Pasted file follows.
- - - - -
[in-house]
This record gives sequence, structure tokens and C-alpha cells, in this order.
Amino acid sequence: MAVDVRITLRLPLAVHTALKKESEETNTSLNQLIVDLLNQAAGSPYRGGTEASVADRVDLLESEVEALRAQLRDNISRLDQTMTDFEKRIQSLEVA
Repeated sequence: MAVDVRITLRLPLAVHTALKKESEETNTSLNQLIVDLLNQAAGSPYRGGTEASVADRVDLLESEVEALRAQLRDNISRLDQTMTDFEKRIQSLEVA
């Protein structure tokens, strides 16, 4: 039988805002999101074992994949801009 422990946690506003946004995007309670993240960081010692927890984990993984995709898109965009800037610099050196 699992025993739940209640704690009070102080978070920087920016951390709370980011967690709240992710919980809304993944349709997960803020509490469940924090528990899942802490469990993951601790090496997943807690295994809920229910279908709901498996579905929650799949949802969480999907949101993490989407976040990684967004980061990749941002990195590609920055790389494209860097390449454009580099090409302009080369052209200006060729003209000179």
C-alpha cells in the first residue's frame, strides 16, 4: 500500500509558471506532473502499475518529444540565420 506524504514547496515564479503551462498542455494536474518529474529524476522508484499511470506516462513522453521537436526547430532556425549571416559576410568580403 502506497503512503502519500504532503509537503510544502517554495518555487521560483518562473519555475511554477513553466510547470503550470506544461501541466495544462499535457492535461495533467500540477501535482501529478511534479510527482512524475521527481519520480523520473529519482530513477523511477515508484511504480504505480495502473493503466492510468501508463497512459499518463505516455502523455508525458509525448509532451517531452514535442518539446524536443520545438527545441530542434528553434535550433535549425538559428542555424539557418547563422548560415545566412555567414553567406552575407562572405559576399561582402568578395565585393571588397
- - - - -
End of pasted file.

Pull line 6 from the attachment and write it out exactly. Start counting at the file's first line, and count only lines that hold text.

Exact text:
C-alpha cells in the first residue's frame, strides 16, 4: 500500500509558471506532473502499475518529444540565420 506524504514547496515564479503551462498542455494536474518529474529524476522508484499511470506516462513522453521537436526547430532556425549571416559576410568580403 502506497503512503502519500504532503509537503510544502517554495518555487521560483518562473519555475511554477513553466510547470503550470506544461501541466495544462499535457492535461495533467500540477501535482501529478511534479510527482512524475521527481519520480523520473529519482530513477523511477515508484511504480504505480495502473493503466492510468501508463497512459499518463505516455502523455508525458509525448509532451517531452514535442518539446524536443520545438527545441530542434528553434535550433535549425538559428542555424539557418547563422548560415545566412555567414553567406552575407562572405559576399561582402568578395565585393571588397